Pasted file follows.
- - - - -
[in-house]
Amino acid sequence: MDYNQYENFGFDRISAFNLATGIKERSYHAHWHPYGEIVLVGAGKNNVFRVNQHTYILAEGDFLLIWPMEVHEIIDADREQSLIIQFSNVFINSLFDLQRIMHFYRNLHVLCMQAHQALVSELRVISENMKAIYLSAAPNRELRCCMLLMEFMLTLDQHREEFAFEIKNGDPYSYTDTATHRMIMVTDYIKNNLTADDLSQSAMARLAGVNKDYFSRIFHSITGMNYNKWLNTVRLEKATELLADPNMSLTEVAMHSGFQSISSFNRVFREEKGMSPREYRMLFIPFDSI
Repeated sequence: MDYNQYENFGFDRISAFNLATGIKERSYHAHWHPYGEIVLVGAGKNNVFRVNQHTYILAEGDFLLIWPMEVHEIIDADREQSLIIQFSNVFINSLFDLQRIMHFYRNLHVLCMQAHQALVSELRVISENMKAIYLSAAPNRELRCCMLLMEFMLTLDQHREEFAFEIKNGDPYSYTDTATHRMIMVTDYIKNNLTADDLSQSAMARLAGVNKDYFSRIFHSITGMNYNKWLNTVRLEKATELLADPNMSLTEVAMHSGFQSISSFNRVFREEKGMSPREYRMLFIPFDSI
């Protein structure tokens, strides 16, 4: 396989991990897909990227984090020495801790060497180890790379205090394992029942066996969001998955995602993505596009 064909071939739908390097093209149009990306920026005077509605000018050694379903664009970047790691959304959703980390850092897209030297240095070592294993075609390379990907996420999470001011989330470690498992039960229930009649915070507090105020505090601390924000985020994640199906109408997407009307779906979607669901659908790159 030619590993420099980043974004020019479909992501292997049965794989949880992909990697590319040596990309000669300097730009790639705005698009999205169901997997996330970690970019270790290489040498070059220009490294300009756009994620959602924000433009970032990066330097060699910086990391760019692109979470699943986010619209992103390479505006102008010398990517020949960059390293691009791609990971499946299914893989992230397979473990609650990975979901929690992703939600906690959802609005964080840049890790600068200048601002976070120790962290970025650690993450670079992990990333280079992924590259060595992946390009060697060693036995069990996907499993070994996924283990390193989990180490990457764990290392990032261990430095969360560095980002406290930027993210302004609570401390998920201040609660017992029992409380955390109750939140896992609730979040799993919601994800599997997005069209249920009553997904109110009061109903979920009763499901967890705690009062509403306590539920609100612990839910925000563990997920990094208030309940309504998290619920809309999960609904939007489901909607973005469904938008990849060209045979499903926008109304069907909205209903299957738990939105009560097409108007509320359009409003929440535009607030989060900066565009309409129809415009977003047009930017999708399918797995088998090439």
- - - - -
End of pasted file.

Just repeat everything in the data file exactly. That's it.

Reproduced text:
[in-house]
Amino acid sequence: MDYNQYENFGFDRISAFNLATGIKERSYHAHWHPYGEIVLVGAGKNNVFRVNQHTYILAEGDFLLIWPMEVHEIIDADREQSLIIQFSNVFINSLFDLQRIMHFYRNLHVLCMQAHQALVSELRVISENMKAIYLSAAPNRELRCCMLLMEFMLTLDQHREEFAFEIKNGDPYSYTDTATHRMIMVTDYIKNNLTADDLSQSAMARLAGVNKDYFSRIFHSITGMNYNKWLNTVRLEKATELLADPNMSLTEVAMHSGFQSISSFNRVFREEKGMSPREYRMLFIPFDSI
Repeated sequence: MDYNQYENFGFDRISAFNLATGIKERSYHAHWHPYGEIVLVGAGKNNVFRVNQHTYILAEGDFLLIWPMEVHEIIDADREQSLIIQFSNVFINSLFDLQRIMHFYRNLHVLCMQAHQALVSELRVISENMKAIYLSAAPNRELRCCMLLMEFMLTLDQHREEFAFEIKNGDPYSYTDTATHRMIMVTDYIKNNLTADDLSQSAMARLAGVNKDYFSRIFHSITGMNYNKWLNTVRLEKATELLADPNMSLTEVAMHSGFQSISSFNRVFREEKGMSPREYRMLFIPFDSI
């Protein structure tokens, strides 16, 4: 396989991990897909990227984090020495801790060497180890790379205090394992029942066996969001998955995602993505596009 064909071939739908390097093209149009990306920026005077509605000018050694379903664009970047790691959304959703980390850092897209030297240095070592294993075609390379990907996420999470001011989330470690498992039960229930009649915070507090105020505090601390924000985020994640199906109408997407009307779906979607669901659908790159 030619590993420099980043974004020019479909992501292997049965794989949880992909990697590319040596990309000669300097730009790639705005698009999205169901997997996330970690970019270790290489040498070059220009490294300009756009994620959602924000433009970032990066330097060699910086990391760019692109979470699943986010619209992103390479505006102008010398990517020949960059390293691009791609990971499946299914893989992230397979473990609650990975979901929690992703939600906690959802609005964080840049890790600068200048601002976070120790962290970025650690993450670079992990990333280079992924590259060595992946390009060697060693036995069990996907499993070994996924283990390193989990180490990457764990290392990032261990430095969360560095980002406290930027993210302004609570401390998920201040609660017992029992409380955390109750939140896992609730979040799993919601994800599997997005069209249920009553997904109110009061109903979920009763499901967890705690009062509403306590539920609100612990839910925000563990997920990094208030309940309504998290619920809309999960609904939007489901909607973005469904938008990849060209045979499903926008109304069907909205209903299957738990939105009560097409108007509320359009409003929440535009607030989060900066565009309409129809415009977003047009930017999708399918797995088998090439």